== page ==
Loss of attachment between epithelial cell that results in separation of those cells from one another and ,as a consequence, their assumption of round shapes. Cell in the spinous, granular and cornified layers of the epidermis and epithelial structures of adnexa are the ones that usually undergo acantholysis, but basal cells may separate from their neighbors in the manner of acantholysis when neutrophils accumulate in dermal papillae and subepidermal spaces. Acantholytic cells appear in inflammatory conditions such as pemphigus vulgaris, in neoplasms such as squamous cell carcinoma, and in cystic lesions scuh as warty dyskeratoma.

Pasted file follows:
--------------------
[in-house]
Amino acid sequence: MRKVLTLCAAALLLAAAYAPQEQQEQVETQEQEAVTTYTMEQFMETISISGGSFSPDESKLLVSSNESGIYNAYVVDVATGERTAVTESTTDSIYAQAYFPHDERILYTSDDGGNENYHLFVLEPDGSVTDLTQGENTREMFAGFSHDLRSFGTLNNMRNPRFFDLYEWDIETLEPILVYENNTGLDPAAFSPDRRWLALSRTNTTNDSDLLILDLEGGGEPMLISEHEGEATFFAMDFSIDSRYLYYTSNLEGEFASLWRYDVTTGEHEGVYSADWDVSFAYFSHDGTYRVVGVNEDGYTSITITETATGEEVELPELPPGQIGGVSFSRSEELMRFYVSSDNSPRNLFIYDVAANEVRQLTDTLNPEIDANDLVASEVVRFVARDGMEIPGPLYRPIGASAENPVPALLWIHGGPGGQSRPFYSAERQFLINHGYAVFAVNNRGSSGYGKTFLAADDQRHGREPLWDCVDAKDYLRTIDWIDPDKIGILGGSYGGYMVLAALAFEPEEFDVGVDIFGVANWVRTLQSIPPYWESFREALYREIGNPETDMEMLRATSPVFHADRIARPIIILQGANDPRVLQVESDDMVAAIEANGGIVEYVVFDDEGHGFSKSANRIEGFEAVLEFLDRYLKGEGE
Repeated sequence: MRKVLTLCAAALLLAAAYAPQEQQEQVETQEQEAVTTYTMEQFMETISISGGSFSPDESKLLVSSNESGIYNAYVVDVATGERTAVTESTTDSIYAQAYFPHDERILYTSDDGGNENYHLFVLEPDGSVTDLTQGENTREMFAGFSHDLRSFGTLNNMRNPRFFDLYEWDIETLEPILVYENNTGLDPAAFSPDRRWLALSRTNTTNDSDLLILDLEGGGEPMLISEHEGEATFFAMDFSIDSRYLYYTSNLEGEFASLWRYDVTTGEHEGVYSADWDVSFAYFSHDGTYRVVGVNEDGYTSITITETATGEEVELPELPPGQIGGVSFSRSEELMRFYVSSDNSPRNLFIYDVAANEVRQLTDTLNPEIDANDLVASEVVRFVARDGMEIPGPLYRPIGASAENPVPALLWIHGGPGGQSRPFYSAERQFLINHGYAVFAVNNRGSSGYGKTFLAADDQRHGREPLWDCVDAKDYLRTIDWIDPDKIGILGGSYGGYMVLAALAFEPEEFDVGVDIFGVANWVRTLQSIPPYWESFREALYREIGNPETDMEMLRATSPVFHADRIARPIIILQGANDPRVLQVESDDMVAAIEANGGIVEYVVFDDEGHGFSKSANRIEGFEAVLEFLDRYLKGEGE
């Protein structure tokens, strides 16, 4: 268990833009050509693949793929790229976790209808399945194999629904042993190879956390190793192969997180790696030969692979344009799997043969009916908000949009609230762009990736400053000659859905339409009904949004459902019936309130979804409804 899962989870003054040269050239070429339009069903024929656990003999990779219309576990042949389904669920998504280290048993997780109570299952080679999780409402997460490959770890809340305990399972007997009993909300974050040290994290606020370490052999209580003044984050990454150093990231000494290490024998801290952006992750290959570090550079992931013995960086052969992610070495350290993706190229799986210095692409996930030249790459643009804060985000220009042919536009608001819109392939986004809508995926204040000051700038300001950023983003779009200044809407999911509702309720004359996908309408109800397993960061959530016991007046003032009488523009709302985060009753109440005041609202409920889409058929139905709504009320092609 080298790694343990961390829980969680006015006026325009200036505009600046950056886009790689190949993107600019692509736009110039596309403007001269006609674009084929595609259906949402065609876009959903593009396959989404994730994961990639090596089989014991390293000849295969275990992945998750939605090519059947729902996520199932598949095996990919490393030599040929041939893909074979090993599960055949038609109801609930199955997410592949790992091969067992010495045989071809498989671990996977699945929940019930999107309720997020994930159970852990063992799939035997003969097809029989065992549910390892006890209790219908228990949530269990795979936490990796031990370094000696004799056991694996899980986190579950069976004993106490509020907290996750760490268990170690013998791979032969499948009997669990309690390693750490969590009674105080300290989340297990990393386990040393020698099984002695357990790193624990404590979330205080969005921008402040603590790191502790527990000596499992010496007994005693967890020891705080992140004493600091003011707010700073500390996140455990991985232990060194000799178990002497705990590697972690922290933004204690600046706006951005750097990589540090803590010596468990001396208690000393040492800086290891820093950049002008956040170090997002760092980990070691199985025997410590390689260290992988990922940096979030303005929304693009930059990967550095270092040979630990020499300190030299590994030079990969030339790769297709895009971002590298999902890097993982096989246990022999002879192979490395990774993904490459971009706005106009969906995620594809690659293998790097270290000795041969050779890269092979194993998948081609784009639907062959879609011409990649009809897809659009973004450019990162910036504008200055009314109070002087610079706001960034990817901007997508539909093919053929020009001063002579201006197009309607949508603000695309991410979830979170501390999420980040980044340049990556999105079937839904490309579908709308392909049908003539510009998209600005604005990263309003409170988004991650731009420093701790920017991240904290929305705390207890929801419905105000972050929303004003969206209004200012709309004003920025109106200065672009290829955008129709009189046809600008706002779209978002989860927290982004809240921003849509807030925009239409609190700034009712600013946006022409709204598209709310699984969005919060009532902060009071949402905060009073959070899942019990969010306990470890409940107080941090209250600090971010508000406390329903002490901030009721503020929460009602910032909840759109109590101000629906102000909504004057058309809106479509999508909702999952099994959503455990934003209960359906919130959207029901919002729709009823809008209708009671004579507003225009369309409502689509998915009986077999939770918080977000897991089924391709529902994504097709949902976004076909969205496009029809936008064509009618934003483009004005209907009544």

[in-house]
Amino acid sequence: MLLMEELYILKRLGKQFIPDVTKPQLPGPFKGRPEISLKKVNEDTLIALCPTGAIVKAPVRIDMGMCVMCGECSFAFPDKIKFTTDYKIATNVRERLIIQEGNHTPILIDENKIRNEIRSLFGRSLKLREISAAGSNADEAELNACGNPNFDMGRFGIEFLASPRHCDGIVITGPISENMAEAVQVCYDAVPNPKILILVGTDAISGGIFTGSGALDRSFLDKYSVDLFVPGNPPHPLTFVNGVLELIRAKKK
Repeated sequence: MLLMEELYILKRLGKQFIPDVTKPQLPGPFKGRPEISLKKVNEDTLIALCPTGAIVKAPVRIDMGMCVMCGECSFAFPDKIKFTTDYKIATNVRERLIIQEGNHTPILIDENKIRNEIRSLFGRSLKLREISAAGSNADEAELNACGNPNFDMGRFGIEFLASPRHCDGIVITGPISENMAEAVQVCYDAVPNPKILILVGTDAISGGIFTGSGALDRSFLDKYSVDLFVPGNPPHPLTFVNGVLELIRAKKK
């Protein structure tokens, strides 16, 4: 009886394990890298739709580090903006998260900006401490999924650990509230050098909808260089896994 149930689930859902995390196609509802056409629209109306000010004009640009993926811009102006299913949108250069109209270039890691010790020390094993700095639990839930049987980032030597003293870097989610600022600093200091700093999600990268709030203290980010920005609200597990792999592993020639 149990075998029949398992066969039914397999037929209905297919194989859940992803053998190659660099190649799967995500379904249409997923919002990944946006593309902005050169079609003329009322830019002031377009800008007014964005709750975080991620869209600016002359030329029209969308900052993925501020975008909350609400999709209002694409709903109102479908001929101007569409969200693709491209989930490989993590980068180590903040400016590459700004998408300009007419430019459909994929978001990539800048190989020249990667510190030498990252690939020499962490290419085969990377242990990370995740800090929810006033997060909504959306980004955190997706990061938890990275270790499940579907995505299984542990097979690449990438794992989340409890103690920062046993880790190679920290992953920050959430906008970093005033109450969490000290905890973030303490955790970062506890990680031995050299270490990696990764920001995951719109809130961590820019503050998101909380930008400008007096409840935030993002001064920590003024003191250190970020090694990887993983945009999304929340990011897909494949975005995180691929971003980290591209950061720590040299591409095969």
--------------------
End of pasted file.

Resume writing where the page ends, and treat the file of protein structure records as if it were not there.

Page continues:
A cantholysis may be induced by the effects of (1) immunoglobulins alone or with immunoglobulins in concert with complement on epidermal and adnexal keratinocytes in pemphigus foliaceus and in pemphigus vulgaris; (2) neutrophils on keratinocytes in the lower part of the epidermis of subepidermal vesicular dermatitides such as dermatitis herpetiformis, keratinocytes in the spinous zone of intraepidermal pustular dermatitides such as impetigo, and infundibular keratinocytes of suppurative folliculitides such as Majocchi's granuloma; and (3) vesicants such as the oil, cantharidin, on epidermal keratinocytes.